The official website of JUFB lacks transparency because it does not include ownership or executive information. Registered in July 2006 under the domain “jufb.top,” the site’s private registration was last changed on October 26th, 2023, by a Chinese registrar.
This change aligns with the period when the current domain owners took ownership. Furthermore, a study of JUFB’s official support link finds Chinese language parts in the source code, indicating a link to China in collaboration with the Chinese registrar.
The lack of regulation or the presence of poor regulation is a huge red flag. It means JUFB is a scam and most likely, an illegal operation.
Companies offering investment services or opportunities without having a license can vanish without leaving a trace. Furthermore, the lack of a regulatory license allows them to get away with it and face no legal consequences.
That’s why it’s vital for you to always check a company’s regulation status as well as its license information. The presence of a license allows consumers to reach out to an authority if something goes wrong.
In the case of JUFB, victims have nowhere to go due to the absence of a watchdog or license.
You should ask yourself the following questions when you come across a new investment firm or opportunity:
- Does the investment provider maintain transparency about its CEO?
- Do they have a license from a renowned regulatory authority?
- If the need arises, can I reach out to an authority to report this company as a scam?
JUFB does not offer any retailable items or services. Affiliates in the program are restricted to marketing JUFB affiliate memberships only.
Prospective affiliates must invest in either Bitcoins or Pakistani rupees, with the promise of daily rewards of up to 4%. JUFB incentivizes recruitment by paying referral commissions on invested tether at three levels in a unilevel structure: 12% for level 1 (personally recruited affiliates), 8% for level 2, and 4% for level 3.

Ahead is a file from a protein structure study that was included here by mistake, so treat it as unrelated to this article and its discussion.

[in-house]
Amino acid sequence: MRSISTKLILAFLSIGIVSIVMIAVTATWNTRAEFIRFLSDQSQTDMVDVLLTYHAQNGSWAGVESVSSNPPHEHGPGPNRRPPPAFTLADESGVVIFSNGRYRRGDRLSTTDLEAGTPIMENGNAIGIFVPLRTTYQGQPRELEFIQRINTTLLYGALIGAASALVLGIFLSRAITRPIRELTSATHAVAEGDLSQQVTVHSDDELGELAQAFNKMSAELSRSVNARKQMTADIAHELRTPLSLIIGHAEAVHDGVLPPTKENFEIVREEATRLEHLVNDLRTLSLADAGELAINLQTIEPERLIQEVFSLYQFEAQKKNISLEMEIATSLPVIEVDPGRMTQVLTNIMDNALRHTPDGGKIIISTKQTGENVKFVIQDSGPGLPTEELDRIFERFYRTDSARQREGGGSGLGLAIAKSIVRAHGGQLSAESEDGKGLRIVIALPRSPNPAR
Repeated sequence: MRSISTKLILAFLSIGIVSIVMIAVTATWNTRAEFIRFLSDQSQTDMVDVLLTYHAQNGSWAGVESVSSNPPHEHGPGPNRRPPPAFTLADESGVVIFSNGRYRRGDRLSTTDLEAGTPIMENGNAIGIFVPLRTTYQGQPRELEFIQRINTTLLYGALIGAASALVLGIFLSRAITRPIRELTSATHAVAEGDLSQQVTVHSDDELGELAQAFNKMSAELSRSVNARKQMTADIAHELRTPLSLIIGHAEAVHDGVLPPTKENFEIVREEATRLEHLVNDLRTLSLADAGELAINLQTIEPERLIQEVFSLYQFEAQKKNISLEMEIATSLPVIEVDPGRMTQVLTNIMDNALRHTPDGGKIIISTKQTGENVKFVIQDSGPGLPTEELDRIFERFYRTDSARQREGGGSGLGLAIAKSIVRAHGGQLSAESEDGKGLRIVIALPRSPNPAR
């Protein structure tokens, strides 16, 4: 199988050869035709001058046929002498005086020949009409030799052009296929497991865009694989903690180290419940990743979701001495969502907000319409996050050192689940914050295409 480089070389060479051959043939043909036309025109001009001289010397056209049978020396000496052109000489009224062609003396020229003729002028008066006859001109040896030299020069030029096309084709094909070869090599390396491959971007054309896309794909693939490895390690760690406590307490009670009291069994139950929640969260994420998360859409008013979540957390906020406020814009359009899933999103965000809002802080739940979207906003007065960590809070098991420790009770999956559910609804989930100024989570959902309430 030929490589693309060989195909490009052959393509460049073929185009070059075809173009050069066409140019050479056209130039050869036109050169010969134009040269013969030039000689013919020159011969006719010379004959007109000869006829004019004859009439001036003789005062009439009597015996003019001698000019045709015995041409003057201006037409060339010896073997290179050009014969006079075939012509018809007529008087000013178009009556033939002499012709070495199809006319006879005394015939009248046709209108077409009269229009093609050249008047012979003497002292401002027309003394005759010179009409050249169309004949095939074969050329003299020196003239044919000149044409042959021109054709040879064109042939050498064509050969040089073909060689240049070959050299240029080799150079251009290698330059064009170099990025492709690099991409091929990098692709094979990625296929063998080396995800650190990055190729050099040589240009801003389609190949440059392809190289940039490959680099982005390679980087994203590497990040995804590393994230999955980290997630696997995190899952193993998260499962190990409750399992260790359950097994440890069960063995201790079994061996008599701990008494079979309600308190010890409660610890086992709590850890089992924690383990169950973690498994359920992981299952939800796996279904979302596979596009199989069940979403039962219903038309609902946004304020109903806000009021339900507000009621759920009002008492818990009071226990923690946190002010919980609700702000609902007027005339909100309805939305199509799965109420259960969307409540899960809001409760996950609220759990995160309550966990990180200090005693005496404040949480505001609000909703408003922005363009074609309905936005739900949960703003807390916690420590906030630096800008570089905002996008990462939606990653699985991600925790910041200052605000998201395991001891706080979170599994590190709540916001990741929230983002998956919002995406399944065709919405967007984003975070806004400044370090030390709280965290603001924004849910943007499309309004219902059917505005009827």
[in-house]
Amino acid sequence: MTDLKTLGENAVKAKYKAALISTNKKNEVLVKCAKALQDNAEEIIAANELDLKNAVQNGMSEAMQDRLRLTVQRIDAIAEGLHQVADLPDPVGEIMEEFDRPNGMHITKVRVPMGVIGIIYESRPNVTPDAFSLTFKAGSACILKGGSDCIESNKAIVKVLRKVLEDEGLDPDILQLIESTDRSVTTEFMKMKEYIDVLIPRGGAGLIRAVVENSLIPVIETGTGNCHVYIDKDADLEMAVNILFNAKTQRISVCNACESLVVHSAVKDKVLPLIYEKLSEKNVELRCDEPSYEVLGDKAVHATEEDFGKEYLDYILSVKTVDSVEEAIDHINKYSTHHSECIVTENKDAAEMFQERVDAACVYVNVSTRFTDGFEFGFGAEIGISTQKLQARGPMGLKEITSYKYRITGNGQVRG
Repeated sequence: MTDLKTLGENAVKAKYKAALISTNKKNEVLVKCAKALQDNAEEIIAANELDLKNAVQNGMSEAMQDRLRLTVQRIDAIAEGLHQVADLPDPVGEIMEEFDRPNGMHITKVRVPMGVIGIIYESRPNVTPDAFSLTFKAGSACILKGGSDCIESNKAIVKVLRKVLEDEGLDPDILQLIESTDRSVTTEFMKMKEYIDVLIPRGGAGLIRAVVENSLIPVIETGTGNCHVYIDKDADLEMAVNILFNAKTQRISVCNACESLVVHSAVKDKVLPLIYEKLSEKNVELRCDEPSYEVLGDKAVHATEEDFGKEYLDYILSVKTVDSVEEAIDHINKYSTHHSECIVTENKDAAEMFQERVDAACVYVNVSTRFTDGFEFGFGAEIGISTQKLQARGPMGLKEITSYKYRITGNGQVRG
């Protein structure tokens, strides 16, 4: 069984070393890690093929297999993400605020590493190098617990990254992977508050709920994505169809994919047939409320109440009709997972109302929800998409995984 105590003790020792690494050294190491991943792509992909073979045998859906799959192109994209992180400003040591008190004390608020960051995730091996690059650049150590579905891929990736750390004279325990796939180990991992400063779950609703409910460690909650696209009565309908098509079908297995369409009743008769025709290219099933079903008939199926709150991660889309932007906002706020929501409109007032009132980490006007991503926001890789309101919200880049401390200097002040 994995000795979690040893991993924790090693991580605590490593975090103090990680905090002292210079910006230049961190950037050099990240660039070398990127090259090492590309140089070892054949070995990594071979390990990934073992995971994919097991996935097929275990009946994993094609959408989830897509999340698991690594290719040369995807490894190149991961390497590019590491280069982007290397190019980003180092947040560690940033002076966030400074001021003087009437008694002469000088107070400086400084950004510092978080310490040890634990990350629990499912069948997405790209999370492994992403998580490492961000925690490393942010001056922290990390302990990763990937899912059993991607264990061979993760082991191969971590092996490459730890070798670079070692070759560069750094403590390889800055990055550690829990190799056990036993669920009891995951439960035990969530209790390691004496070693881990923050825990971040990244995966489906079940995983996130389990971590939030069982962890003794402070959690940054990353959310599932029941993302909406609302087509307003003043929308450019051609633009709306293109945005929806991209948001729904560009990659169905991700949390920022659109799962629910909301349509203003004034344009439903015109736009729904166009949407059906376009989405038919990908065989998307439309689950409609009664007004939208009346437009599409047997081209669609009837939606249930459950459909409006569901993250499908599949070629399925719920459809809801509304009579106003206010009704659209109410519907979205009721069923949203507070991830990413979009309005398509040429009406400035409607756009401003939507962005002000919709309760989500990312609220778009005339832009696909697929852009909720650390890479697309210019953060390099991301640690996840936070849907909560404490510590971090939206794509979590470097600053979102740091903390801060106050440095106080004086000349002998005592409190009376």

JUFB affiliate membership is free, but full participation in the earning possibility requires an undisclosed minimum commitment. The platform promotes investment in both Pakistani rupees and USDT.
However, it’s worth noting that many scammers disable their payment channels before shutting down their operations.
They might give you multiple reasons including:
- A technical error
- A glitch in their system
- Banking issues
- A “hacking attack”
And many others.
But in 9/10 cases, the scammers actually stop making payments and keep the money to themselves. Hence, the payment methods we discussed here might not work.
If you want to get your money back from a scammer, you’d need to file a chargeback.
When it comes to scammers, you should only measure the quality of their customer service if they respond to your complaint.
In the beginning, scammers tend to remain very accessible.
This means their representatives will keep calling you until you invest with them. Furthermore, they will act friendly and make it seem as if you’re one of their most valuable consumers.
However, they do all this just to win your trust.
Scammers understand that in order to convince someone to give them a large sum, they will need to seem like a friend.
Nevertheless, when you have invested a considerable amount of money and need to get it back, their customer support will become inaccessible.
All of a sudden, their numbers would either stop responding or become unavailable.
Still, they might remain accessible to convince you to invest further. Also, they might begin by making a few excuses regarding your payment.
However, in the end, the customer support won’t resolve your issues and become increasingly unavailable.
It’s worth noting that many scammers tend to purchase fake reviews. Buying fake reviews has become extremely easy and it’s a multi-million dollar industry.
Scammers like JUFB tend to purchase fake reviews for their online profiles to make themselves seem more credible.
TIME Magazine investigated the fake review industry and estimated it to be worth more than $150 million. Certainly, there are a ton of scammers who want to seem legitimate and a bunch of fake reviews is the most effective way to do so.